Mr Smith, a chartered accountant and former employee of the ICA, was fined pounds 1000 and ordered to pay pounds 2,150 costs by an ICA disciplinary tribunal. But he escaped expulsion from the organisation and a ban on working as an accountant because of the "positive contribution" he has made to the profession. Mr Smith resigned from his safe Beaconsfield seat before the last election after he admitted taking at least pounds 18,000 from Harrod's boss Mohamed al Fayed in return for lobbying on his behalf.
The ICA's decision has outraged leading members of the profession as well as grass roots members who fear Mr Smith's behaviour could bring accountancy, and the ICA into disrepute.
"It's an absolute disgrace" said Phil Showhet, an ICA member and leading consultant in practice development for accountancy. "If this isn't bringing the profession into disrepute then I don't know what will."
Another Yorkshire-based accountant, who declined to be named, said he was furious over the decision because Smith had broken one of the sacred rules of the profession - he didn't declare the pounds 18,000 for tax purposes.
"Tax evasion, as opposed to avoidance, is a criminal offence and it is a rule of the ICA that anyone found guilty of it should be stripped of his membership. If I had tried to hide pounds 500 and been found out, I would have been drummed out of the profession. Smith seems to have got away with it because of his political contacts."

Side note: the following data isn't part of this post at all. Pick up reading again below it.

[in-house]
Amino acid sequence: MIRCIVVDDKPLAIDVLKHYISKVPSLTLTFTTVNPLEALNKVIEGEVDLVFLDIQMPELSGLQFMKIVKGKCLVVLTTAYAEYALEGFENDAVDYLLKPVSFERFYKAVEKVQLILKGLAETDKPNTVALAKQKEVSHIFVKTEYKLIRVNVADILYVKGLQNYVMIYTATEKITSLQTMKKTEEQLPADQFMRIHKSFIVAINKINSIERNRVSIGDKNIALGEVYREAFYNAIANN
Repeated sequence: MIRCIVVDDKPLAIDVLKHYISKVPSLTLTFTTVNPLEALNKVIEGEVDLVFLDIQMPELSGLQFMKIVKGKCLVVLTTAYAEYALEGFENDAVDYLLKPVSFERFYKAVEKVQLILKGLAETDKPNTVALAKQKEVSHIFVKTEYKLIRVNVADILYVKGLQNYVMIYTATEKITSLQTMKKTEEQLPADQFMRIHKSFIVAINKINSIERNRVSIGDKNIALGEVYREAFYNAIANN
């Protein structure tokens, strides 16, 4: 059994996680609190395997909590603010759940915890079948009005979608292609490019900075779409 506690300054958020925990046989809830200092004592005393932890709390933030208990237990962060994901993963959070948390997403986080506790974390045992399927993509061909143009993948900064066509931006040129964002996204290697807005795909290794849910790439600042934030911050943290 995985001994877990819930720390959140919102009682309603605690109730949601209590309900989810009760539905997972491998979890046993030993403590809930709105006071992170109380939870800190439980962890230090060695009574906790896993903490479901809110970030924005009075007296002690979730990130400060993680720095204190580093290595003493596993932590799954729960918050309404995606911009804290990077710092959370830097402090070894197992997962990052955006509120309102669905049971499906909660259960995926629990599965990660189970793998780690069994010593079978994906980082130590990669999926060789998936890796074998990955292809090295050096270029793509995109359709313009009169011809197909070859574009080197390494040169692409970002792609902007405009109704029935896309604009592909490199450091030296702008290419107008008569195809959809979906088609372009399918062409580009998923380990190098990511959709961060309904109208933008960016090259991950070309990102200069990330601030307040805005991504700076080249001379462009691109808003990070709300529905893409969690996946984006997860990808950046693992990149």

Their outrage was echoed by Accountancy Age, the profession's leading trade publication, which this week published a leader savaging the ICA decision and is holding a poll of its readers asking if they think the former MP should be expelled. "There can have been few cases in recent times when so eminent an accountant was seen so publicly to have fallen below the standards of integrity expected of the profession," said the Accountancy Age leader. The magazine has been inundated with letters from angry readers, some who have been fined similar amounts by the ICA for lesser offences such as failing to answer a client's letter.
The Institute explained pounds 1,000 was the highest penalty it could impose because the events took place before it revised its rules increasing its powers to fine.
There was a similar outcry in 1992 when Richard Stone, then head of corporate finance at Coopers & Lybrand, and colleague Michael Jordan were found guilty of professional misconduct by the ICA over the Polly Peck scandal which disgraced entrepreneur Asil Nadir. The two men were also both fined pounds 1,000 but not struck off.
Mr Showhet said he believed the time has now come for a seperate, independent regulatory body to be established for accountancy. "I don't think it is possible to be an adequate trade body and regulate yourself" he said.Reuse content